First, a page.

Problem solve Get help with specific problems with your technologies, process and projects.

Guidance on dual-homed server security

Learn more about how a dual-homed server operates, and what security restrictions it entails in this expert response from Anand Sastry.

What is the guidance/instruction from DoD entities such as DISA on the subject of dual-homed (using two or more NIC cards) servers?

Section 5.3.2 of DISA's Unified Capabilities Requirements (UCR) (.pdf) gives guidance on dual-homed servers, which...

are servers with two network interface cards (NICs)often used in devices that need a secure internal network, as well as access to the Internet or a broader, less secure WAN. However, the SCADA best practice rejects using a dual-homed server as a segregation device. So, ideally, it's best to avoid a dual-homed setup.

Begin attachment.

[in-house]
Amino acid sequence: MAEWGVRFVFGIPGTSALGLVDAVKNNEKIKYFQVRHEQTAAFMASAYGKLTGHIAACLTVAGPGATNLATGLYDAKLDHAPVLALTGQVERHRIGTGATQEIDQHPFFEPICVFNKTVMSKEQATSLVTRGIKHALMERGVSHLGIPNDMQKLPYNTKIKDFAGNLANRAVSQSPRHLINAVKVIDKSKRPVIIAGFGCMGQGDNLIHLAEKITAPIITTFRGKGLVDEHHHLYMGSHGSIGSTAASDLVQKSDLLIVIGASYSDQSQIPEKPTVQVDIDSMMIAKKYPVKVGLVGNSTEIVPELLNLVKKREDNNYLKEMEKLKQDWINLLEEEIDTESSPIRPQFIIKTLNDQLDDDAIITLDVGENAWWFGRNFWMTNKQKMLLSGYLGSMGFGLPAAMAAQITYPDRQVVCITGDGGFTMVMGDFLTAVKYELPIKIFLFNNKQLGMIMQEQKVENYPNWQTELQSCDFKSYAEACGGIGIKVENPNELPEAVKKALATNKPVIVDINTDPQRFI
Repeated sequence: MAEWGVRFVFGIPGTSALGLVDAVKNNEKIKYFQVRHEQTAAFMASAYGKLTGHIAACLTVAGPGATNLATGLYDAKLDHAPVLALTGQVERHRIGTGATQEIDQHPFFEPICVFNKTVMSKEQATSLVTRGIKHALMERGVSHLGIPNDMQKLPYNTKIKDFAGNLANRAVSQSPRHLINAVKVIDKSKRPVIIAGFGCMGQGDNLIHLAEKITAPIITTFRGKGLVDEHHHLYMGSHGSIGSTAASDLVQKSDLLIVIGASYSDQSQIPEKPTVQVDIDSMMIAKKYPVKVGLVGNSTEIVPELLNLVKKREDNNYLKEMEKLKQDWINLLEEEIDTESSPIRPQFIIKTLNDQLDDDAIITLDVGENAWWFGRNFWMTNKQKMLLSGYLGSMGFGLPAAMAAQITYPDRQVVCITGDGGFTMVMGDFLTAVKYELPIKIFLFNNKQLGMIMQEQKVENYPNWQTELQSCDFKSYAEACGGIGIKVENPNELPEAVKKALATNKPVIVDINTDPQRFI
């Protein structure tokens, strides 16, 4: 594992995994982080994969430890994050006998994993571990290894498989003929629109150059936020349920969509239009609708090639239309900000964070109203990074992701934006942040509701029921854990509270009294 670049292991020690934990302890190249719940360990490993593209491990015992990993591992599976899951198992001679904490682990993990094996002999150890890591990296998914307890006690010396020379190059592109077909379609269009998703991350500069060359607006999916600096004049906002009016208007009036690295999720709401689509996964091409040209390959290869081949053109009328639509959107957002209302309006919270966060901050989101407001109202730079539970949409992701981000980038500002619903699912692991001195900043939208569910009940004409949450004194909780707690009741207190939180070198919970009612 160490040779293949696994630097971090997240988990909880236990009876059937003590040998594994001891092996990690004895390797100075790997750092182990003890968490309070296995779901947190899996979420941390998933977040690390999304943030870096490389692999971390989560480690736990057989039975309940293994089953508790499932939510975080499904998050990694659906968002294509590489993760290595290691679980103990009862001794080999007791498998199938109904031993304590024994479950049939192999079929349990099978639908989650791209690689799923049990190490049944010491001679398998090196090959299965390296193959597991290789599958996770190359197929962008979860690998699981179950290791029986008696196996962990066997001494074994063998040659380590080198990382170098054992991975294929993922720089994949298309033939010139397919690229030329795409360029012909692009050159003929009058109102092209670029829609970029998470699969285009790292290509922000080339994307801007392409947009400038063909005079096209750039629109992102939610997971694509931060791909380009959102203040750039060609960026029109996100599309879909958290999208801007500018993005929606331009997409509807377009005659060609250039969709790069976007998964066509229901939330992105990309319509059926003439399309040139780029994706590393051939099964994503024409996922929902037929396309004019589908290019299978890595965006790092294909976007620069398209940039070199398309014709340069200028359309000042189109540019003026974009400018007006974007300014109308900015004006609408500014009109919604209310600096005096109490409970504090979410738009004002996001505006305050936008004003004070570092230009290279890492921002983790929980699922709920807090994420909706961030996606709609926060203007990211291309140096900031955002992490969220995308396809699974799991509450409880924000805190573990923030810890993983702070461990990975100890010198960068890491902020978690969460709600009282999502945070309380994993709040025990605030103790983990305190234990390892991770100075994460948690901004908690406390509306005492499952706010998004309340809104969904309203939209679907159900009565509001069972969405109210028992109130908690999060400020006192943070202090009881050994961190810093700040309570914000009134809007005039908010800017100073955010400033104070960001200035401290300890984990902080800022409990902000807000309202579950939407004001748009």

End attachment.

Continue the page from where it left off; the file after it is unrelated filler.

A dual-homed configuration is dependent on the operating system (OS) providing separation between the respective networks that the dual-homed device bridges, but this can be easily -- and is commonly -- overridden by an application. Thus, any worm or virus infections on a dual-homed server will leave both networks vulnerable.

It's better to enforce network separation using a dedicated filtering device (e.g., a firewall)than leveraging software-based methods, such as relying on a dual-homed system's OS. Unless the two NICs on the server are set up for redundancy, dual -homed configurations are generally avoided.

This was last published in February 2011

Dig Deeper on Network device security: Appliances, firewalls and switches